Man that's a hard question! I would say my greatest accomplishment to date has probably been getting to my current role (product manager at a tech startup). Product management is the PERFECT fit for my interests and skills, but it's also a role for which no real "career path" exists.
There is no degree in product management, and almost all people get into product management by transitioning laterally at their company. My transition involved two years of working at failing start-up so that I could get enough experience under my belt to get hired as a product manager at another company. Those two years were pretty rough. In addition to the general depressingness of being at a failing company (unhappy customers, continual fire fighting, poor morale, low pay etc.), I had to say yes to everything I was asked to do even if it was just the leftovers that no one else wanted to do.
The week I got an offer from my next company (the one I'm at now) was transformative; I felt like a huge heavy cape of uncertainty and self-doubt (my biggest fear had always been that I would never be able to get hired as a product manager at another company) had been lifted off my shoulders. I finally, at age 30, felt like what I was doing was really, truly the "right" fit for me as a person. It was amazing.
I learned lots of things from this experience, including:
- Be persistent and patient
- Things work out 99% of the time.
- Career transitions are hard, but so worth it!!
My biggest mistake or regret so far and what I’ve learned from it
My biggest mistake was probably not taking charge of my career earlier. I didn't really have any idea of what I wanted to do coming out of college, and my path to my current career was definitely winding. In retrospect I think I should have done LOTS more informational interviews earlier on (like 20 to 30, minimum during college summers!). As I attested to in my earlier response, finding a career that is a really good fit/match for your personality and strengths can be life-changing!
I think that part of why it took me until my late 20s to find my career is that I went to a selective liberal arts college where business wasn't really presented as a career option unless you were going into consulting or finance. Furthermore, the general sentiment among my friend group was that if you had "morals" and really wanted to "make the world a better place", those roles, and really business roles that weren't at super socially and/or environmentally progressive companies were frowned upon. It was working at two companies in the energy and environment space that got me into business coming out of college. Since then I've learned that business can actually be a really powerful force for good if it is regulated appropriately.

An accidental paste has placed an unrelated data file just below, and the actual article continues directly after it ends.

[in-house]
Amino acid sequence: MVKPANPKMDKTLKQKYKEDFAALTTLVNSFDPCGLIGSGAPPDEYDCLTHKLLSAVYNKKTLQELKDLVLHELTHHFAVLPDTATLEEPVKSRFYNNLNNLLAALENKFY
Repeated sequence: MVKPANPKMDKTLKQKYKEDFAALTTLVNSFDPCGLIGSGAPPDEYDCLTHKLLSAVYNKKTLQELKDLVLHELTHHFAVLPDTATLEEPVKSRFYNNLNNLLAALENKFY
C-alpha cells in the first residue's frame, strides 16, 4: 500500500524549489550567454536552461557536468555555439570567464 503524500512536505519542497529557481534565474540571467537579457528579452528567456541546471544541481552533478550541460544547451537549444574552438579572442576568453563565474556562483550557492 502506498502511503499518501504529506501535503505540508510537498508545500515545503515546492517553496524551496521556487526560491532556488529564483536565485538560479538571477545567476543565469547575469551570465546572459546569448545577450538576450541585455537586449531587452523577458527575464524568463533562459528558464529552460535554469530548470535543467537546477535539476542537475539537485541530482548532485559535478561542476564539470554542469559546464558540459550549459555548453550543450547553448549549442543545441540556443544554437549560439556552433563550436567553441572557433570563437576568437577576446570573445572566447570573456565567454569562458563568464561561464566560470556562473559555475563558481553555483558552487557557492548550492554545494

An unexpected event that significantly changed my life and how it impacted me
I guess that would probably be meeting and falling in love with the man who is now my husband. Our relationship has made me a happier, more mature, more resilient, and all-around better person.
Anything else you'd like to share?
First, for anyone still in high school, judge your fellow students less and learn from them more. In high school I was a super competitive, high achiever, straight A student who definitely looked down upon most students who weren’t as academically focused or successful as I was. By the time I went to my 5 year reunion, I was much more open-minded and spent much of the night approaching people that I hadn’t really ever talked to in high school. I was astounded at how awesomely everyone seemed to be doing, and also astounded that people that I had considered “mediocre” in high school were doing things I didn’t think you could do if you were only “mediocre” in high school (like getting PhDs, working as accountants etc.). The Gunn community was much, much richer than I realized it was, and I wish I had taken better advantage of that when I was a student there.
Second, if you want to be in a relationship or get married, let go of any expectations you have about who your future partner might be, or qualifications or attributes a person “must” have for you to be willing to date them. My husband and I always joke that we would NEVER had been friends in high school nor most of college (not to mention dated!) if we had known each other then. In high school I was a super high achiever, straight A student etc., and he was a Bs and Cs kind of student who often skipped class to go smoke a joint or play a round of disc golf. He started drinking, smoking weed and smoking cigarettes when he was 14; I wouldn’t touch alcohol or weed with a 10 foot pole until I graduated high school. I went to an elite liberal arts college and graduated in 4 years. After graduating high school, he worked for a semester, then went to community college, then went to a 4 year state school, then transferred to another 4 year state school, taking spent 6 years getting through college all in. And yet, by the time both of us met, we had each become more mature, open people that were quite different from our high school selves. Now, after 8 years together, I coudln’t imagine spending my life with anyone else!
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My favorite spot in or around Palo Alto
Foothills Park, The Stanford Theater (downtown), Palo Verde Elementary School!